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Comet Siding Spring (C/2013 A1) is set to fly within 82,000 miles of Mars on Oct. 19, 2014, hurtling past the planet at 35 miles per second. Although this distance seems relatively vast, it is considered very near in astronomical terms.
Describing comets as “little cannonballs,” the chief scientist for the Mars Program Office at NASA’s JPL, Richard Zurek, has expressed his concern that comet Siding Spring could cause untold damage to orbiting satellites.
Siding Spring’s Discovery
Early last year, Australian astronomer Robert H. McNaught sighted comet Siding Spring from the Siding Spring Observatory in the Warrumbungle Mountains. At the time, the comet had just passed by Jupiter and was traveling at around 125,000 miles per hour. McNaught and colleagues set about trying to predict the celestial body’s trajectory through the inner solar system. Much to their surprise, the team discovered that Siding Spring was on a path headed straight for Mars.
The comet is believed to have originated from the Oort cloud, a spherical-shaped, primordial cloud of icy planetesimals that encircles the solar system.
A Danger to Mars Satellites?
Comets typically release gases, water vapor and tiny particles of dust. As Siding Spring’s half-a-mile-wide nucleus moves closer to the Sun, radiation causes the ice to sublimate and release streams of dust and gas. Despite their size, these dust particles present considerable risk to nearby technologies. With two rovers stationed on Mars’ surface, and a total of five satellites in orbit around the planet, NASA officials remain concerned by comet Siding Spring and the damage it could cause.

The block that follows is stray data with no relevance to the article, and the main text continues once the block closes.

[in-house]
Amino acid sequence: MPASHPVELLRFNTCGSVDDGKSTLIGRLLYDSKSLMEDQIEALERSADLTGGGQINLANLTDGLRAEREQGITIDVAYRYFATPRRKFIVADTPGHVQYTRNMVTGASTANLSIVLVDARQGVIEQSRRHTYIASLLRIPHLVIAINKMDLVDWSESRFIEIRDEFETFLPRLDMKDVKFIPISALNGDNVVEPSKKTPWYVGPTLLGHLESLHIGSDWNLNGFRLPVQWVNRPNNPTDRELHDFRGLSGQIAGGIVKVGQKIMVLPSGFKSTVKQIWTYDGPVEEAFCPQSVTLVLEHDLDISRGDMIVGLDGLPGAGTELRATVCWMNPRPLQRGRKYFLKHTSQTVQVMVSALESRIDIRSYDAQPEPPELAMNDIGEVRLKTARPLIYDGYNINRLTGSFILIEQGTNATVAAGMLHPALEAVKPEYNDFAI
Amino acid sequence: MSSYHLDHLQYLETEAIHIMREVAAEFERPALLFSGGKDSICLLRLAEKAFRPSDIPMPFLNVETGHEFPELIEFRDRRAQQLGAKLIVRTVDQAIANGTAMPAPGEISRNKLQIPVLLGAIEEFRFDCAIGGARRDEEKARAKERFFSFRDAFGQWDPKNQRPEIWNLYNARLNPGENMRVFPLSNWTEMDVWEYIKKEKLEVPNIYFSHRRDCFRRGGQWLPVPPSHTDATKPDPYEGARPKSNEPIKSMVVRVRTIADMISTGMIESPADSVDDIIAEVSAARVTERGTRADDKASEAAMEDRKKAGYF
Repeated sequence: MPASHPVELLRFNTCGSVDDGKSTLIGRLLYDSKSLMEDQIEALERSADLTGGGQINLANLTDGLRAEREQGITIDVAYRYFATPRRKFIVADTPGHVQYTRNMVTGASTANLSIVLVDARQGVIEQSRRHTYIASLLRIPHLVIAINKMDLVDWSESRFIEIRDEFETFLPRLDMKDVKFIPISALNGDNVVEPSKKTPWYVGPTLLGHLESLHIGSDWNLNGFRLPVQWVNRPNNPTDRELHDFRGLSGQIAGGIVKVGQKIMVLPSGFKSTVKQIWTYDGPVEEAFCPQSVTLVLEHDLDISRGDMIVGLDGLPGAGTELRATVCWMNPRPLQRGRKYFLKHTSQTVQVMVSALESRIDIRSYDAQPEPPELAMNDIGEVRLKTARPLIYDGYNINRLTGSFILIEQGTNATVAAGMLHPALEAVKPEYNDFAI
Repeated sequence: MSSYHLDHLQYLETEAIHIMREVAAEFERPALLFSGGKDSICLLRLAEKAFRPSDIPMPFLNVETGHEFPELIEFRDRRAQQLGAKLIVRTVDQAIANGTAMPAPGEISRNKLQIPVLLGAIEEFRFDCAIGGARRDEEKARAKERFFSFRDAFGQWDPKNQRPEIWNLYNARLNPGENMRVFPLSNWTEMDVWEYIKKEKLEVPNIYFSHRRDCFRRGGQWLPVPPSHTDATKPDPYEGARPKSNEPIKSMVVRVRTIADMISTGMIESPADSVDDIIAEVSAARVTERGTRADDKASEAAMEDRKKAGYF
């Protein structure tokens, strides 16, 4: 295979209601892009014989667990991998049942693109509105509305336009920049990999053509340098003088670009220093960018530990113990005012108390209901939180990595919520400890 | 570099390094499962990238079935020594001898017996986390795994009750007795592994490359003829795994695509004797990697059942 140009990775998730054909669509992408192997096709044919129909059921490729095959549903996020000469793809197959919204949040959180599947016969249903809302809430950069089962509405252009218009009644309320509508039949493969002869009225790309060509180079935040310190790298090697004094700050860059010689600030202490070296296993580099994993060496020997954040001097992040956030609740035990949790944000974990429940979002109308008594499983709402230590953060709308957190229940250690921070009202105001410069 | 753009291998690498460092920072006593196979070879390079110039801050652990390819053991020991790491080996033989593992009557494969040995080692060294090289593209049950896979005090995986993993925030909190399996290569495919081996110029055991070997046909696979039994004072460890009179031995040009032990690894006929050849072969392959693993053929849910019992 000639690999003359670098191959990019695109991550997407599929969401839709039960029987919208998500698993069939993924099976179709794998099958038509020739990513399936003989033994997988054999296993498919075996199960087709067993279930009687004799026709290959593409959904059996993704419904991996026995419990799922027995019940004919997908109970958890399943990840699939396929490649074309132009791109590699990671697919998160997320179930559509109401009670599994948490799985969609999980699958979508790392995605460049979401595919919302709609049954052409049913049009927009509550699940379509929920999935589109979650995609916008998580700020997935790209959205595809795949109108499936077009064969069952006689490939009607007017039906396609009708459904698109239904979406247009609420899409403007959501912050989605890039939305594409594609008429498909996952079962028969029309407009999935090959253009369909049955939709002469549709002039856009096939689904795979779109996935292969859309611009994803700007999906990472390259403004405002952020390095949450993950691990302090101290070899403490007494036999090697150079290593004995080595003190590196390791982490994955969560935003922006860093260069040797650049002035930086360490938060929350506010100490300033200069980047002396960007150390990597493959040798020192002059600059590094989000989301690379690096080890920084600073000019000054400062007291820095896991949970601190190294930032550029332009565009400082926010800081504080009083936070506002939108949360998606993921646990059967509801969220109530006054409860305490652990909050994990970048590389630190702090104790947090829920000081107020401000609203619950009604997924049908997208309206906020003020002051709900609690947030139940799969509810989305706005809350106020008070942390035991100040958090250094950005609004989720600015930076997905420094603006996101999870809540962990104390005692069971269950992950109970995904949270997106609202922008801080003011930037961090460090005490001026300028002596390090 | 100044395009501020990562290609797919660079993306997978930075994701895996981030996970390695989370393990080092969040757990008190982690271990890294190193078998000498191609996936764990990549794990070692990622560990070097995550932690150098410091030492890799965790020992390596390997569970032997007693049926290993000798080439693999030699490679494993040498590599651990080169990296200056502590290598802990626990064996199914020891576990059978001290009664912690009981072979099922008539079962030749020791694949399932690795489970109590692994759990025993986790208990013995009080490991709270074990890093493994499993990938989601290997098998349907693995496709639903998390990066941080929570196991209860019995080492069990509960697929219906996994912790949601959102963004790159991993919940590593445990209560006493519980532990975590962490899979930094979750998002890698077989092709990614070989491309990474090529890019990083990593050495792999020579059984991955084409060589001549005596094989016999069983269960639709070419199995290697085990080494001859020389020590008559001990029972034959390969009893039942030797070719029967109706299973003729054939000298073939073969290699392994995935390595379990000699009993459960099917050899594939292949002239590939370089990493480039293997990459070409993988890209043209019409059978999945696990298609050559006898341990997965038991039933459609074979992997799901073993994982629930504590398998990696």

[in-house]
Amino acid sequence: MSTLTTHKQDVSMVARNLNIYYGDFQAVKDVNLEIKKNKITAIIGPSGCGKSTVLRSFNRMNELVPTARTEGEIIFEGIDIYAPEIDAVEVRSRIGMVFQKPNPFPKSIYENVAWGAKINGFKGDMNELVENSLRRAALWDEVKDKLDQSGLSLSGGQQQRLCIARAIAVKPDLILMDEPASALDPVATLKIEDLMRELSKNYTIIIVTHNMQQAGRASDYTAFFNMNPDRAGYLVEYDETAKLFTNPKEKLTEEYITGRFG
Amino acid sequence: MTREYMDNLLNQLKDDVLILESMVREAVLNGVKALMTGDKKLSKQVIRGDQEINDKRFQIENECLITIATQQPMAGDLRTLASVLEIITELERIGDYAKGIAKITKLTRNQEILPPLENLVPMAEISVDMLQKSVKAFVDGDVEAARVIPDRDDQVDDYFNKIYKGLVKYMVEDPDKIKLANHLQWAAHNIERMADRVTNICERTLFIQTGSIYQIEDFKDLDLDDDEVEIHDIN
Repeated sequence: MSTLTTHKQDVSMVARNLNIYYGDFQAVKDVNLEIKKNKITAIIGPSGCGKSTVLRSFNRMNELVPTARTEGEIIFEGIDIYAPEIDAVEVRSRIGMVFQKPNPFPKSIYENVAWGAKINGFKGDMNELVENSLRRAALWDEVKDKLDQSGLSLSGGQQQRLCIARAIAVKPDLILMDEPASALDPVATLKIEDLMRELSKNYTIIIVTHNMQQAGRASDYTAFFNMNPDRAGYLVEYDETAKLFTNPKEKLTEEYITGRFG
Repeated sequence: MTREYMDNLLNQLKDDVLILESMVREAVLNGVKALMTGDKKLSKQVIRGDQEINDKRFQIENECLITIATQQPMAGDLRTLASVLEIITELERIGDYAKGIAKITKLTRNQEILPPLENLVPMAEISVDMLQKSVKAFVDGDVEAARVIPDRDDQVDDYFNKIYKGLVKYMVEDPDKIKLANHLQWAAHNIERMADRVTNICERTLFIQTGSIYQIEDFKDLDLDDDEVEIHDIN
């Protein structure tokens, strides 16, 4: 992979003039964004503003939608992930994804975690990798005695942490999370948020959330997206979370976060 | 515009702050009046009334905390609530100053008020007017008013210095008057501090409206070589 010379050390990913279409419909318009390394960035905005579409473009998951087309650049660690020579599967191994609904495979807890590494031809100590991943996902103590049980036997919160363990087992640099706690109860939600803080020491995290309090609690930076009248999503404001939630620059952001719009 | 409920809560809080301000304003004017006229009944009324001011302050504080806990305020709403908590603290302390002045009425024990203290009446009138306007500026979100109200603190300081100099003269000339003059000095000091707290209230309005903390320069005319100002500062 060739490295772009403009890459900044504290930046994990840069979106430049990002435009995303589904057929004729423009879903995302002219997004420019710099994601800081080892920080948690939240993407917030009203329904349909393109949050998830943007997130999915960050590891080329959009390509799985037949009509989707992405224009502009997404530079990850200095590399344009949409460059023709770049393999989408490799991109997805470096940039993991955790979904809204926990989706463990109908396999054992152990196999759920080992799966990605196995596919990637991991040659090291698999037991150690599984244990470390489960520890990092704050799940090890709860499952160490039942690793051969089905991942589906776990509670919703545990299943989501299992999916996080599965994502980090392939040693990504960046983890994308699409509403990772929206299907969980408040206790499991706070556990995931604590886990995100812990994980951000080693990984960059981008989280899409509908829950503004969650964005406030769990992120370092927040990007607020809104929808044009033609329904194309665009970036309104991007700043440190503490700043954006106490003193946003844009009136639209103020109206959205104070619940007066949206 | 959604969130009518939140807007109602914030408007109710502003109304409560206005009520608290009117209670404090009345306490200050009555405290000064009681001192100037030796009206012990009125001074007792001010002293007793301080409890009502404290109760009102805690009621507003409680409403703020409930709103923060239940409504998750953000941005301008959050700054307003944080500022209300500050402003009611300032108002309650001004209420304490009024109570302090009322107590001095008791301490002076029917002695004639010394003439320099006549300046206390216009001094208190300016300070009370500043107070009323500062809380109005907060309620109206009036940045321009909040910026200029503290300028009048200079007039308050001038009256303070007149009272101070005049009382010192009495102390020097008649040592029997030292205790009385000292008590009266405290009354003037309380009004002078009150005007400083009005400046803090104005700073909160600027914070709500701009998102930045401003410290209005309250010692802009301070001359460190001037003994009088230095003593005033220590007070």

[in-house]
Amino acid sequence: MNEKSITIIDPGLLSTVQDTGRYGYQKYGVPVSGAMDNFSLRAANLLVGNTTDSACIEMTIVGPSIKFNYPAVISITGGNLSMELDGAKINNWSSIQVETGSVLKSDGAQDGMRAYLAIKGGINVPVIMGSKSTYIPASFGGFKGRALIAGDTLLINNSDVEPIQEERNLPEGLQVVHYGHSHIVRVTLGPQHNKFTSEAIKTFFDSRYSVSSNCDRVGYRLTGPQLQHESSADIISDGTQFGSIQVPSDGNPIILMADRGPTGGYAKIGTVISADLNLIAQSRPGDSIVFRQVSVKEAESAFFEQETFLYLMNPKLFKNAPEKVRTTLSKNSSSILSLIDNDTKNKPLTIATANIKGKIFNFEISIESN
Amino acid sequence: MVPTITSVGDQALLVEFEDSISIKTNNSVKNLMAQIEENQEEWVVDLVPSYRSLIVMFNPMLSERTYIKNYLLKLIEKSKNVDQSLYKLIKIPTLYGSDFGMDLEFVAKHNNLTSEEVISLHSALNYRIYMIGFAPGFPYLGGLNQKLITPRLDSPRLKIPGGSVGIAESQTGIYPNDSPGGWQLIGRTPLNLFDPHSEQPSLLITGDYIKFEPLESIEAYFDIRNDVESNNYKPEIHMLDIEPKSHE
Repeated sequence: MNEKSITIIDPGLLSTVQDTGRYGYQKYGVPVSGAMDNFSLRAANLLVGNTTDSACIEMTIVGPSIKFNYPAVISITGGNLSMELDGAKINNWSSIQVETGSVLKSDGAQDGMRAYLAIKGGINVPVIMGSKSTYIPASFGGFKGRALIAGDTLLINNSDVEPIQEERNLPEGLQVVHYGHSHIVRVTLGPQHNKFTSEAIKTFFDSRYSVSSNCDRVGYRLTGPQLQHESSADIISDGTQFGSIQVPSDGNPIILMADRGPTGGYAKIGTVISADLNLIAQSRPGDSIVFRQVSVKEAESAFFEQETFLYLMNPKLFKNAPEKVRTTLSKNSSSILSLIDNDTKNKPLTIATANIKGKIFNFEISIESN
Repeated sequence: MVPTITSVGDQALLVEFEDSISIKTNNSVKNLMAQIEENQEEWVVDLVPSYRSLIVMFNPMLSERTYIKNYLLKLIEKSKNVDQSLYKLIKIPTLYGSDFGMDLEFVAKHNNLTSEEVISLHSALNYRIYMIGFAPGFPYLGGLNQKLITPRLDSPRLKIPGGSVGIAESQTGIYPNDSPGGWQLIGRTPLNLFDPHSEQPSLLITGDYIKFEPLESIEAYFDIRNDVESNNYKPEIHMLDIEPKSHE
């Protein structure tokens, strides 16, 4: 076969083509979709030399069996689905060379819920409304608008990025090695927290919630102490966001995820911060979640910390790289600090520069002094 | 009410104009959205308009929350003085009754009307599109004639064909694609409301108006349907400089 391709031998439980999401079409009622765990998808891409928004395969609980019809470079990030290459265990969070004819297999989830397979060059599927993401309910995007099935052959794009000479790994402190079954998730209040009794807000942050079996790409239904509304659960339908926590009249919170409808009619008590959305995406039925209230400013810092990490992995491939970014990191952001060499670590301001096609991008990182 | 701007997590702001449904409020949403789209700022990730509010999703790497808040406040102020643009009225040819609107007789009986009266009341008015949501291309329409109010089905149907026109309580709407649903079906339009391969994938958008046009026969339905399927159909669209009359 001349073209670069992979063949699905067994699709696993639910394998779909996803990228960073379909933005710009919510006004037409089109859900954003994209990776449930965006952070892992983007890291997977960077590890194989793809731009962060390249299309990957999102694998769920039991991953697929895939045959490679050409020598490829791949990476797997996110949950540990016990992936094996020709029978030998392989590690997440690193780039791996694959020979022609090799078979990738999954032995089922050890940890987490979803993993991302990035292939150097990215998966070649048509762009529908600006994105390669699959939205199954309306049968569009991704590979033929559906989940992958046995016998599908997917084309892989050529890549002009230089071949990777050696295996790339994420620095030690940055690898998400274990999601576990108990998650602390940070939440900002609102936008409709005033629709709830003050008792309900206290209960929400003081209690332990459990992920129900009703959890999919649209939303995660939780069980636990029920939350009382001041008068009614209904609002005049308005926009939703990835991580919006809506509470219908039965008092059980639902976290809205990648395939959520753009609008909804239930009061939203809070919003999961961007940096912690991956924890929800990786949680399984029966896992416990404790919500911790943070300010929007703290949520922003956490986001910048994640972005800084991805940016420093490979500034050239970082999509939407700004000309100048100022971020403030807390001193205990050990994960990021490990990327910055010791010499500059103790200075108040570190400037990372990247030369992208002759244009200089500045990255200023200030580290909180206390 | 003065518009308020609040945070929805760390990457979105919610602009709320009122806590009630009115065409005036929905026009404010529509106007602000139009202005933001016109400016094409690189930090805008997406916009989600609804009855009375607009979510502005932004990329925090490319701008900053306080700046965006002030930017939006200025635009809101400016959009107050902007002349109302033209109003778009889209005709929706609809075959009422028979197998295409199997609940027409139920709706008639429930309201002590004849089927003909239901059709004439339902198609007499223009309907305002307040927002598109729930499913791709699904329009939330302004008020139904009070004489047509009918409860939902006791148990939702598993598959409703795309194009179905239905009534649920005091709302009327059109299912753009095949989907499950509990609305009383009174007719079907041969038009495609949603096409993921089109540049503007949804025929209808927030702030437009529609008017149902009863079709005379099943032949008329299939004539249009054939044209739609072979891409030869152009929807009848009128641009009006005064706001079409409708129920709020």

The agency reports that the comet poses a risk to three satellites, worth $1.5 billion. If these satellites are struck by debris from Siding Spring, it would be impossible to perform repairs so far from Earth. Rovers Curiosity and Opportunity are thought to be safe, as any incoming dust particles would burn up in the Red Planet’s atmosphere.
Out of an abundance of caution, NASA will move their vulnerable satellites. The agency has estimated that the stream of particles released from the comet will be relatively diffuse, with models suggesting only a single particle will travel through each square kilometer of space. Although Zurek admitted the risk presented to satellites is small, he explained that his team was unwilling to take any chances.
The orbiters will be repositioned to a “safe zone,” where Mars will actually help shield the satellites from the cloud of dust particles. The satellites will remain in this region for a period of up to 40 minutes, until the threat has subsided. In the coming weeks, Odyssey, MAVEN and the Mars Reconnaissance Orbiter will perform a series of maneuvers to alter their speeds, in preparation for Siding Spring’s arrival.